Many products hold the potential of appearing under more than one of the paradigms for goods, services or contents. Cellular mobile telephones offer one example;The good is the physical telephone set. Examples of services are the promised mobile telecommunications and contracted maintenance of the set. Contents are found in the manuals, software (BIOS which tell the set how to communicate) and added functionality, such as expansions for Short Message Services, Digital Data Communication or even digitized phone books, which many manufacturers already provide on smart cards.

It is commonly agreed today that adding services to goods offers very powerful means of product differentiation. Likewise, adding contents to goods, or upgrading contents in services may prove to be very powerful supplementary strategies.Vice versa, could adding services and/or goods to contents be good strategies for contents differentiation.

That has been a successfull strategy for the Swedish company Informationtjänst AB (Information Services AB). They collect information about most Swedish construction projects. This information is offered to suppliers, communities, constructors, undertakers etc. Although the result is sold in raw form to some customers, part of their success lies in the fact that they offer customized, value-added services to their basic information. The contents is neatly individualized and packaged into paper sheets, fax pages, diskettes, address labels and more.

We foresee a development through which contents will appear as a separate and major productive sector in the GNP of 2019 in most countries.

In summary, and concluding this section of our chapter, we propose that the three paradigms of Goods, Services, and Contents gain their power and usefulness through various combinations and add-ons (Figure 8).

Figure 8 - Combining the Product Paradigms.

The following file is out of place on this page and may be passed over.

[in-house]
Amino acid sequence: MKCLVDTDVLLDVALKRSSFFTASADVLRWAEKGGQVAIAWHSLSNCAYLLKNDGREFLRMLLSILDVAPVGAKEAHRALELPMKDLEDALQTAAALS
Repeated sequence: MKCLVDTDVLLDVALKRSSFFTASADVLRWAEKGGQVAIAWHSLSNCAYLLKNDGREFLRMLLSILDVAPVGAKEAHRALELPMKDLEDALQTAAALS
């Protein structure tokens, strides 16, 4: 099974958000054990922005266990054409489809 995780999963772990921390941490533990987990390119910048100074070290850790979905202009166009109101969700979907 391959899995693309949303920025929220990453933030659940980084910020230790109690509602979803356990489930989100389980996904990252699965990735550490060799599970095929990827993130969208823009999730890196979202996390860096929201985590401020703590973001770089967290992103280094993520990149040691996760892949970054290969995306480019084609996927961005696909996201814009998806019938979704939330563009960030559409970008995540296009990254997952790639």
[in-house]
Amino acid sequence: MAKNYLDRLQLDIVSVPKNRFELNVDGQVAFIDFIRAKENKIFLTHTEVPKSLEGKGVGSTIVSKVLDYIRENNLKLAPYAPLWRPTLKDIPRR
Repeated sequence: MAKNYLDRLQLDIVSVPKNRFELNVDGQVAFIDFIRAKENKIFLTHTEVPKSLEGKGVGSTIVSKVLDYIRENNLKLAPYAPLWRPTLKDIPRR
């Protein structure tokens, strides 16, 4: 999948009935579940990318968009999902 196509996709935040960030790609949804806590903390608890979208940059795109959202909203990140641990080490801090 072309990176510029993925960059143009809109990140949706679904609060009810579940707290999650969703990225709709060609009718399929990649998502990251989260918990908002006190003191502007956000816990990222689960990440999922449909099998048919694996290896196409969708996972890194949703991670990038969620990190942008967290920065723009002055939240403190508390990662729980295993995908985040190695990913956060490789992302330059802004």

10. Agents, a solution to contents overflow?

Many years ago Simon (1971) warned that we live in an information-rich world. A world in which human cognitive capacity easily, if not regularly, is overloaded. The situation has not improved since then. It will certainly not improve in the perspective we outlined above. So, if consumers are to benefit from increased outputs in the form of contents, they need assistance.

The principles of assistance would be about the same as those which are embedded in already available Information Technology. Take for instance pocket calculators, spread sheet software and Automatic Teller Machines as some examples. These tools can help us in handling our money. Word processors, fax machines, television, telephones,

e-mail, CD-ROMs and OnLine services, are increasingly used as tools for human communication, and these tools are all mediated by computers which are specially designed to manipulate, transform, and transfer digitized information.

But counting and communicating is no longer enough. For long scientists envisaged machines to handle more complex tasks which required more thinking than simply the solving of algebraic problems. This desire lead to early research into Artificial Intelligence (AI) and Expert Systems (ES). Today businesses, other organizations, and people in general can readily use AI-systems to aid their thinking. In applications exemplified by programs that analyze customer behavior, stock portfolios, crude-oil distribution patterns, or medical symptoms.

A newly reborn phenomenon is the concept of intelligent agents. Let us regard these agents as simulators of human processes. Simulators with the capacity to use and manipulate all kinds of representations. In fact they are supposed to manipulate ideas, thoughts and behavior. Agents as a concept where initiated around 1970. Now they are slowly being implemented. Although in simpler ways than envisioned so far.